Canon of knowledge and testing

In education and schools one of the new concepts is the Canon. In the Netherlands a body of officials presented a Canon of History and all schools must teach this Canon. More Canons, like the Canon of Dutch Literature are made. A canon of knowledge is a certain body of facts and data and has a stamp of official acceptance and approval.  They say: “Now all children will know the important facts and our culture will be a shared culture”,  that is the intended goal of these Canons.

The Canonization of a common and shared chunks of facts and information to implant knowledge or fill students with approved and certified information will not succeed.


The school and the teacher cannot inject knowledge in a child. In an open society with all kinds of influences and so much media the child will rethink and reframe the stories of the teacher. The child will connect in unexpected ways.  A very old Chinese poem: One can put a bird in a cage, One cannot force a caged bird to sing.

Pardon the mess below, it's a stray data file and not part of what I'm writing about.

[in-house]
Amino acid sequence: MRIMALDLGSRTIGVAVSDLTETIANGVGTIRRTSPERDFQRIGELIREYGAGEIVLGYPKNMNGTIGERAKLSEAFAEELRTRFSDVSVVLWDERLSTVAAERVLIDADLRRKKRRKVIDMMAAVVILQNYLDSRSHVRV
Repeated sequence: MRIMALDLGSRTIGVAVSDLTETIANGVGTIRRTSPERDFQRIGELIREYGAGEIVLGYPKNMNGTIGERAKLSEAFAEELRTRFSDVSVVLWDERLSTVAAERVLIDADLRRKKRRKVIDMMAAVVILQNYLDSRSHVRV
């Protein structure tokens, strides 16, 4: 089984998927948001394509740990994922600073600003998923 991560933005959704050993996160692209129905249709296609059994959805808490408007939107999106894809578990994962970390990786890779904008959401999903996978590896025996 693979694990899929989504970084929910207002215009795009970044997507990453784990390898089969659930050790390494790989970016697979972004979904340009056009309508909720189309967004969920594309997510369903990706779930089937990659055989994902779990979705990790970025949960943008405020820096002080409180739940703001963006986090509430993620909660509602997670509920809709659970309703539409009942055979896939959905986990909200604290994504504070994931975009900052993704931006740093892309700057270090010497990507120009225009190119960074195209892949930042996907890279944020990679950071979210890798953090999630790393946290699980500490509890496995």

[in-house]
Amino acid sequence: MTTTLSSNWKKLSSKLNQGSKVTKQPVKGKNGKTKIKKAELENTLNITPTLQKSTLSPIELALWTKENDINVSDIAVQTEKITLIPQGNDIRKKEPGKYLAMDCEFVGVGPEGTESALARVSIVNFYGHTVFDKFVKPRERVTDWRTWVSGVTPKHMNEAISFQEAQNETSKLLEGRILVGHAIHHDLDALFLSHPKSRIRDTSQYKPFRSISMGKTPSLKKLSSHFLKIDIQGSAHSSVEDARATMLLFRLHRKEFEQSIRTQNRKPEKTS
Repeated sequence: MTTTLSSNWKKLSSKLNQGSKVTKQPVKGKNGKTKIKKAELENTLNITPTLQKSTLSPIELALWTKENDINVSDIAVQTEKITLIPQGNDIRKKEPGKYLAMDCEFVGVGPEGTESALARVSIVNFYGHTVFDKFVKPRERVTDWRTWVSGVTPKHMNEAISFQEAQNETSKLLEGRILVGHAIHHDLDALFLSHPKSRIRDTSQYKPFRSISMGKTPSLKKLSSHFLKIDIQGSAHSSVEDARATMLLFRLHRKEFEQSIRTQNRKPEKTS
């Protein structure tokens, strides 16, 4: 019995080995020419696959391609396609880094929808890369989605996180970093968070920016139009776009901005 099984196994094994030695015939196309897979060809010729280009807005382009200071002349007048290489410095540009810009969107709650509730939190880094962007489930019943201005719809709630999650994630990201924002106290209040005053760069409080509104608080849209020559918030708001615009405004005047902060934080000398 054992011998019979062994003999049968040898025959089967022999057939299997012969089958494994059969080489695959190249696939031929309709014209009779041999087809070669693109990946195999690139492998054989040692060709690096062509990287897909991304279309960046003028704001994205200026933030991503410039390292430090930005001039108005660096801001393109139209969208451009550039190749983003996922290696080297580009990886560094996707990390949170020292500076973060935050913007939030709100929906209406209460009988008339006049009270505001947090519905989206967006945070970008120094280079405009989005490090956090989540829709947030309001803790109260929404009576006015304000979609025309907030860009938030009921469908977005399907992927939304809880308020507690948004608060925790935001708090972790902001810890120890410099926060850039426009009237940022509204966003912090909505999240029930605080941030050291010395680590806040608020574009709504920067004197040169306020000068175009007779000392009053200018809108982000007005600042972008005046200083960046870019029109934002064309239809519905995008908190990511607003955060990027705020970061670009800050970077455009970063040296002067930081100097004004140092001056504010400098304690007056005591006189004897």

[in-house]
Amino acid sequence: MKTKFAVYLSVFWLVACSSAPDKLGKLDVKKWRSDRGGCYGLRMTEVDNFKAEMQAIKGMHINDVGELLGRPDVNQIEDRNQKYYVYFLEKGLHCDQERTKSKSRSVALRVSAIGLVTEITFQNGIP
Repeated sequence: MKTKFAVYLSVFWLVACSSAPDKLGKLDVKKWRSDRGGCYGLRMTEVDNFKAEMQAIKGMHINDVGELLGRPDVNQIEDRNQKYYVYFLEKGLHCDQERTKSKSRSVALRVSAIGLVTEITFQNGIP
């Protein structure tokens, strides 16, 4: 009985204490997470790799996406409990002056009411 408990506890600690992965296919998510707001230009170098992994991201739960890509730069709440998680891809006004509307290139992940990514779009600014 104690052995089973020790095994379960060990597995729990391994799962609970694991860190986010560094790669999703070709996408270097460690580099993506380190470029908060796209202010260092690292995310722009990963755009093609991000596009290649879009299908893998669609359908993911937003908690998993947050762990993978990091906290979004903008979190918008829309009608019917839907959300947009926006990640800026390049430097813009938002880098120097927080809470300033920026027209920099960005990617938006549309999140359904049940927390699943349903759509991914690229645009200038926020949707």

This Canon of knowledge is so different from the  Rhizomatic Education.

A voice from the blogosphere:  “I wish we had more freedom in the writing classes that I teach to be able to do what you are doing. Between set learning outcomes, common assignments, and shared syllabus and textbooks, there is little room to send the students out exploring. At least, one has to be more creative in order to incorporate those features, and I’m not there. Yet.”

The rhizome metaphor, which represents a critical leap in coping with the loss of a canon against which to compare, judge, and value knowledge, may be particularly apt as a model for disciplines on the bleeding edge where the canon is fluid and knowledge is a moving target.” (A botanical metaphor, first posited by Deleuze and Guattari in A Thousand Plateaus (1987)

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